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UWF Film Series Highlights Civil Rights Movement

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The University of West Florida is highlighting Black History with “The Shifting Ground” Film Series focusing on the Civil Rights Movement. Over the next few weeks, there will two documentary film presentations, as well as a program featuring celebrated civil rights leader Rev. H.K. Matthews.

The events are part of the UWF Inclusion Spotlight Series, and are being presented in partnership UWF Common Ground. Dr. Lusharon Wiley serves as Senior Associate Dean of Students and heads up both programs. They will host the first public event on Tuesday, February 24 in the UWF Conference Center.

“We’re going to be looking at a video that was produced by the Southern Poverty Law Center, so it’s certainly been vetted. And, it’s called “Mighty Times: The Children’s March,” said Wiley.

The documentary focuses on the role of young people in the civil rights movement.

“It’s amazing the power of children and the united force of these young people that actually changed the landscape of America,” Wiley said.

Specifically, the film chronicles the events leading up to the violent May 3, 1963 demonstration in Birmingham, Alabama, when local police and fire departments were directed to use force on the student protesters.

Noting the familiar TV newsreel depicting that black day in the civil rights movement, Wiley said “I think, too often, what we see is that part that shows the hoses and the dogs. What people don’t realize is that thousands, thousands of children were already in jail.”

At the time, leaders of the civil rights movement strategized that the only way to revitalize their stalled efforts in Birmingham was to fill the city’s jail.

The young people stepped up because their parents could not, out of fear they would lose their jobs or have their cars and homes repossessed. They responded to the call from organizers of the civil rights movement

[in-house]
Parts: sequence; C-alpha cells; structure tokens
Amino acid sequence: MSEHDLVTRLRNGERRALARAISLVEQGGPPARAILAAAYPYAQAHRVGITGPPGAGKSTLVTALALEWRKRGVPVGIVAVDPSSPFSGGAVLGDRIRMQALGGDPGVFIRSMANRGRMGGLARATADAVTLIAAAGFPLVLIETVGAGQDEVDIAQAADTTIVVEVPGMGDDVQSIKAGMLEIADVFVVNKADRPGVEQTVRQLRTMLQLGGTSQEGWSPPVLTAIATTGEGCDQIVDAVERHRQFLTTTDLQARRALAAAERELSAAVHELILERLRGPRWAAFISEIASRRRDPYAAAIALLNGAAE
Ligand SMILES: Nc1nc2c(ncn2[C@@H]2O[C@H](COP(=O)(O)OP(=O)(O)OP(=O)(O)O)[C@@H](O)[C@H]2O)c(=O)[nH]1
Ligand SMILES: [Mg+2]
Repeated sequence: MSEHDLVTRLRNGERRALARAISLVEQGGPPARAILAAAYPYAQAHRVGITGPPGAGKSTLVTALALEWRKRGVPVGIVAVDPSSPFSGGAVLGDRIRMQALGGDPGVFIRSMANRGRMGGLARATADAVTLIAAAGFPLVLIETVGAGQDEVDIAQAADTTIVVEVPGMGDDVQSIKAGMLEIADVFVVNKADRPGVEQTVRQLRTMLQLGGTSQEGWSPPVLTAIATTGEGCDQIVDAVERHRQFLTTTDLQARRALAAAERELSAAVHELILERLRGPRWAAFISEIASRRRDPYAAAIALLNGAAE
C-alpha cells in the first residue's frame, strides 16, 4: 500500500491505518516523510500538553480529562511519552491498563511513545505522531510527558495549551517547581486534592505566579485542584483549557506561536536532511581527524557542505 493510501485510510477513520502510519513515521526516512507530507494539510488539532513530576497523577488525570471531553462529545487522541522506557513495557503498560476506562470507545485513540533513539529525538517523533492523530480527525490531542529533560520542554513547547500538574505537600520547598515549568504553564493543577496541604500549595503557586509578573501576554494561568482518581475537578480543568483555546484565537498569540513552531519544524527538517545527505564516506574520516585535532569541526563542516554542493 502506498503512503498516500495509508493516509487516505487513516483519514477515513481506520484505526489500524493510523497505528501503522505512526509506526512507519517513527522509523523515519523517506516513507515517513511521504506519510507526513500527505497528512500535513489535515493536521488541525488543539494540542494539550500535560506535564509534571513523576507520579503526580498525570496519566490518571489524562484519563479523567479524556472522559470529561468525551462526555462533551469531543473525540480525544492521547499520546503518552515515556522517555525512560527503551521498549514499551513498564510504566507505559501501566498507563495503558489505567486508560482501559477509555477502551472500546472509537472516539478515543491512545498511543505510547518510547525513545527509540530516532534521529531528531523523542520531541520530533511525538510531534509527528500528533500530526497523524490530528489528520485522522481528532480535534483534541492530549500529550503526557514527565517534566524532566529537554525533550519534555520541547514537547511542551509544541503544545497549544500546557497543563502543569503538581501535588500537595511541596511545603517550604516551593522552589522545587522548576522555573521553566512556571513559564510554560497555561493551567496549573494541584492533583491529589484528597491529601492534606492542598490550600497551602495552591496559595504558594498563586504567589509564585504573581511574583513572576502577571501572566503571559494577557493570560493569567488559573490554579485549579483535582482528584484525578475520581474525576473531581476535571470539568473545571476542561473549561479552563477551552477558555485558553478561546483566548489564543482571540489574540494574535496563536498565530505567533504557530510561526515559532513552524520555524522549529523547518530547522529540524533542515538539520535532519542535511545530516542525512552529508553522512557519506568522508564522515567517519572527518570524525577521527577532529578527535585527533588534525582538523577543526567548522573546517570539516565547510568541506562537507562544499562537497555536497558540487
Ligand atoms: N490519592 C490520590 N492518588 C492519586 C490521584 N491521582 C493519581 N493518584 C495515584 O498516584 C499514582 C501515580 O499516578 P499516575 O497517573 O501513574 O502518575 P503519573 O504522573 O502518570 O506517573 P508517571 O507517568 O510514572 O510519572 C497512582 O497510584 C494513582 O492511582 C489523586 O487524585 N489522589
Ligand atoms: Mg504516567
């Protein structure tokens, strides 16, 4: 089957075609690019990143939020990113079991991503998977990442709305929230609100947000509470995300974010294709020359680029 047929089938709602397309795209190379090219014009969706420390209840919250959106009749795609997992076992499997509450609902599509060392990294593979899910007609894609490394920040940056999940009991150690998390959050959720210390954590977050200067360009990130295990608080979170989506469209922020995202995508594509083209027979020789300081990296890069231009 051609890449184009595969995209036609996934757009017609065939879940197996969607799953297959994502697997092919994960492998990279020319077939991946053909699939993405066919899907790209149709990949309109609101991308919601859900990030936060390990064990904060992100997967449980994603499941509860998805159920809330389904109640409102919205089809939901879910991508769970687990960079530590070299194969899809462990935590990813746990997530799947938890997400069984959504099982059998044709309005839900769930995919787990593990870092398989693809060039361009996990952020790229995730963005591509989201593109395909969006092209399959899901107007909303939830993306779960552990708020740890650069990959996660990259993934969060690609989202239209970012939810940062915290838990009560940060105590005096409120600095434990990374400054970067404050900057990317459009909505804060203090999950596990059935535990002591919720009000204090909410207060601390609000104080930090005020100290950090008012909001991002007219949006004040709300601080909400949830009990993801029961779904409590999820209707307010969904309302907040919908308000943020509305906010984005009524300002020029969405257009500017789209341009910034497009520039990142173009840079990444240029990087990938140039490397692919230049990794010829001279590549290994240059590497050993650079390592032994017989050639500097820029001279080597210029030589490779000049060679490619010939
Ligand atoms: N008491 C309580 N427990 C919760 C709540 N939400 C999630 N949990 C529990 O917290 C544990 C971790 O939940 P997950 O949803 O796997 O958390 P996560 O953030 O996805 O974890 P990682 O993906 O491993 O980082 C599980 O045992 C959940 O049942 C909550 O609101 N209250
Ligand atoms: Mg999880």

The documentary includes interviews with many of the young people, who recalled the build up to the protest march referred to as “D-Day” and their decision to participate knowing the danger.

Gwen Webb recalled being told by her mother not to go to the march, but to go to school instead. “I told my mother, I said ‘I hear you.’ We were told not to lie, so I didn’t tell her a lie and say I wasn’t going, I said ‘I hear you.”

“She chose freedom. She chose to participate, and her participation, along with others, helped to change the landscape of American society,” said Wiley. “What the children did made an international impact. And, unfortunately what happened is that America was actually shamed into changing the laws and the structure of racial segregation.”

Wiley believes the children made a powerful statement, with their understanding and sacrifices to move America toward what is socially just.

“And, I believe that’s the same kind of vision and fortitude that we have to have today, that together we stand to make a statement on social justice and equality.”

The documentary “Mighty Times: The Children’s March,” which will be shown this Tuesday, February 24, 6 p.m. in the UWF Conference Center. A discussion will follow.

The UWF Inclusion Spotlight and Common Ground have planned two additional events that take a broader look at the Civil Rights Movement.

The next documentary ‘The Shifting Ground’ series is “A Time for Justice: America’s Civil Rights Movement.” It will be shown on March 3 at 6 p.m. in the UWF Conference Center, Ballroom C.

Reverend H.K. Matthews will be featured on Tuesday, Mar. 19 for a program titled “An Evening with a Civil Rights Icon.”  That event will be held at the Commons Auditorium, beginning at 6 p.m. It will include the Common Ground Big Reveal.

For more information about these events, call the Dean of Students Office at 850-474-2384 or email commonground@uwf.edu.